The Dilemma
Vaughn and James stand side-by-side, wearing tie-less dress shirts and blazers.
Theatrical release poster
Directed byRon Howard
Written byAllan Loeb
Produced by
CinematographySalvatore Totino
Edited by
Music by
Distributed byUniversal Pictures[1]
Release date
  • January 14, 2011 (2011-01-14)
Running time
118 minutes[1]
CountryUnited States[1]
Budget$70 million[3]
Box office$69.7 million[3]

The Dilemma is a 2011 American comedy-drama film directed by Ron Howard, written by Allan Loeb and starring Vince Vaughn and Kevin James.[4] The film follows savvy businessman Ronny (Vaughn) and genius engineer Nick (James), who are best friends and partners in an auto design firm. They are pursuing a project to make their firm famous. Ronny sees Nick's wife Geneva (Winona Ryder) kissing another man (Channing Tatum). Ronny seeks out answers and has to figure out how to tell Nick about what he saw while working with him to complete their critical presentation.[5]

It was filmed entirely in the Chicago metropolitan area. The Dilemma was released by Universal Pictures in the United States and Canada on January 14, 2011, to poor reviews and performed poorly at the box office, failing to recoup its $70 million production budget.


Ronny and Nick are best friends and partners in a small auto design firm in Chicago. Ronny is in a long-term relationship with his girlfriend Beth while Nick is married to Geneva. The two have recently been given an opportunity to pitch an eco friendly car to Dodge.

While at a botanical gardens planning a way to propose marriage to Beth, Ronny sees Geneva kissing a man named Zip. He comes home upset, but lies to Beth about the reason, causing her to worry that the stress of work has caused a recurrence of Ronny's gambling addiction.

Ronny makes up his mind to inform Nick about Geneva's infidelity, but puts it off after Nick expresses stress about their work. He meets with Geneva during a Blackhawks game, who promises that the affair is over and that she will tell Nick as soon as the big project is finished. Ronny subsequently discovers her and Zip continuing their relationship. Geneva then threatens to accuse Ronny of hitting on her and tell Nick about a fling they had had back in college.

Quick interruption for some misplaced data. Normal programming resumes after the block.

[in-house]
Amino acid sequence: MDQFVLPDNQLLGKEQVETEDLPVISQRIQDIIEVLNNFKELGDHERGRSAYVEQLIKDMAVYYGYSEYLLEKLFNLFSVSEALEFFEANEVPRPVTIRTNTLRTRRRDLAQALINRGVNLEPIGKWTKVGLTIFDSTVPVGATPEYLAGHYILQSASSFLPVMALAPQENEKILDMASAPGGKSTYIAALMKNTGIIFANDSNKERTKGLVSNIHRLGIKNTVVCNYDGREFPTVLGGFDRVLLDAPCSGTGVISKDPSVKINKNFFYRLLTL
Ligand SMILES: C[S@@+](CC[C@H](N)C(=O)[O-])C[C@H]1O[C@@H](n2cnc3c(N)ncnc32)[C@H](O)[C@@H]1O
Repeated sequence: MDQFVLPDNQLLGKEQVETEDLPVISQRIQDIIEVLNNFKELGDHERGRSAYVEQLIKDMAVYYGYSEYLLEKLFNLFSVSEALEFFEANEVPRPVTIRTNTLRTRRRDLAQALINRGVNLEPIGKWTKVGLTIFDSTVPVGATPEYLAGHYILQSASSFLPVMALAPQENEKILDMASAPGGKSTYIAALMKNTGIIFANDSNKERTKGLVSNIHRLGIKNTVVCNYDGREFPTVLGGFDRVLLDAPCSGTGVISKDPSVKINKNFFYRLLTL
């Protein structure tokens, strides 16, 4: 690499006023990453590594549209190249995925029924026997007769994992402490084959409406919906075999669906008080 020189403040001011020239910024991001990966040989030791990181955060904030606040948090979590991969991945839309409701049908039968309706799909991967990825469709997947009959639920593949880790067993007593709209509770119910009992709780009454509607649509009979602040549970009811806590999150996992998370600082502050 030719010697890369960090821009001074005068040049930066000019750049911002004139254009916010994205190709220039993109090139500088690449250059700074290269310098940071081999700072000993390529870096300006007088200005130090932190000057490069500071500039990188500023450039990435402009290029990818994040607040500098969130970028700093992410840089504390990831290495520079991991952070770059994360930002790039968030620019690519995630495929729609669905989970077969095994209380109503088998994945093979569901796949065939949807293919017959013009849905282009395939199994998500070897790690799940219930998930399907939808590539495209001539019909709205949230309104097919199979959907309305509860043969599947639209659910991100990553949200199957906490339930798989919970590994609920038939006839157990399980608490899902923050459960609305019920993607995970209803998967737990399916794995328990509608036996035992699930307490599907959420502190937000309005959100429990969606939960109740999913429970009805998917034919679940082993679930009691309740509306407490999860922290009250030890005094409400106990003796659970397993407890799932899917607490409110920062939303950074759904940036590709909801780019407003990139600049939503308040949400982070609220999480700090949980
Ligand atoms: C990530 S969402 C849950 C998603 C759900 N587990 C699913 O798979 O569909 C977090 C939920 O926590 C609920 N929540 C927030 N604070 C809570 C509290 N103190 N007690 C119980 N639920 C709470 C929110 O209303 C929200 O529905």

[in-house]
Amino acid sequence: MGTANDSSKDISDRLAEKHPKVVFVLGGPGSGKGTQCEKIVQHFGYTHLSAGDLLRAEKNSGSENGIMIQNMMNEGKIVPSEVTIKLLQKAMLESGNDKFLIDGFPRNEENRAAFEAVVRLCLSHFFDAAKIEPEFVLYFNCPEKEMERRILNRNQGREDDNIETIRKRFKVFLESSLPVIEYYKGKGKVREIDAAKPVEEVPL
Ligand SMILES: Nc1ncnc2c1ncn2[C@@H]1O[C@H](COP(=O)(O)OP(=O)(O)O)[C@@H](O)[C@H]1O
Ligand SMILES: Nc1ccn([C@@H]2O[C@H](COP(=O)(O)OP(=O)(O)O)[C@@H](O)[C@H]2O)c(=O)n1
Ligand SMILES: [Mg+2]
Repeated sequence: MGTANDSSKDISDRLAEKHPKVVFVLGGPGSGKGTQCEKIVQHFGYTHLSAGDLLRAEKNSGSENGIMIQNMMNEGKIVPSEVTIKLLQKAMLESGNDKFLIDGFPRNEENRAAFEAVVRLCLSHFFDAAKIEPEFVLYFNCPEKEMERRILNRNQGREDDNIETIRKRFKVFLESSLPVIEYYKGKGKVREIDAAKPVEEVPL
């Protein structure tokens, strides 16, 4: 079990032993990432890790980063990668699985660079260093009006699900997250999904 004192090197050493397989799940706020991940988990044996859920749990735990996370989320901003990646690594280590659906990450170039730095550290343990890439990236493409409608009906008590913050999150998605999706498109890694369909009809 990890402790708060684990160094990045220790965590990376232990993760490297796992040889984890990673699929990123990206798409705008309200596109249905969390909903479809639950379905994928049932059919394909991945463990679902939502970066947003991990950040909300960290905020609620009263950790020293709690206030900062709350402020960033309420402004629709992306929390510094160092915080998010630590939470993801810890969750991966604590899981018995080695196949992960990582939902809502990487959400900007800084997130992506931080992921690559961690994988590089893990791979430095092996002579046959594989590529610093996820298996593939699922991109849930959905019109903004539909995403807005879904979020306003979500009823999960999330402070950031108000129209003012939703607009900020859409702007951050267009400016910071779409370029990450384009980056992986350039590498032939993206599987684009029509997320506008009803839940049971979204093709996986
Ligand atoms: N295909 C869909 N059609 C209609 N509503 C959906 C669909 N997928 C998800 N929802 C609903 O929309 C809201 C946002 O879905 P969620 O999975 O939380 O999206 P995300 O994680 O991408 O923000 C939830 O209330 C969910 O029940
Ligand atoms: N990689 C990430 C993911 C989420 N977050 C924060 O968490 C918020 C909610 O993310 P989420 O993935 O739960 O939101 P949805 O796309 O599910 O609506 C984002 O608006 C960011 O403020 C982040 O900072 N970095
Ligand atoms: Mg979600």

When Ronny follows Geneva to Zip's house, he photographs the two of them together, but he is trapped on the patio by a group of skateboarders and is unable to escape. Once Geneva leaves, Ronny is caught by Zip and the two engage in a physical confrontation. In spite of this, Ronny eventually makes it to Beth's parents' 40th wedding anniversary party.

Ronny's increasingly erratic behavior leads his friends to think that he has begun gambling again. They hold an intervention for him but Ronny explains the truth behind his actions and Geneva admits to the affair and Ronny admits to the fling with Geneva. While Nick is upset about both, he eventually forgives Ronny and separates from Geneva for her affair with Zip. Later, Nick and Ronny have their design accepted by Dodge; and Ronny proposes to Beth.


In addition to his brother Clint, the director's father, actor Rance Howard, appears in the film.


The Dilemma is directed by Ron Howard and written by Allan Loeb. The film was Howard's first comedy film since he directed How the Grinch Stole Christmas in 2000. The film was first announced in January 2010 as an untitled project when actor Vince Vaughn signed on for a starring role. The premise was conceived by producer Brian Grazer, Howard's production partner at Imagine Entertainment; Loeb wrote the script.[6] Actor Kevin James was cast alongside Vaughn in February.[7] The film continues "Vaughn's interest in tackling the dark areas of relationships", following The Break-Up (2006) and Couples Retreat (2009). The darker moments of the latter film were omitted from the final edit.[6]

With a budget of $70 million,[8] filming took place entirely in Chicago, Illinois, from late May 2010 to mid-August 2010.[9] The film, which was called Cheaters and What You Don't Know during production, was ultimately titled The Dilemma by Universal.[10]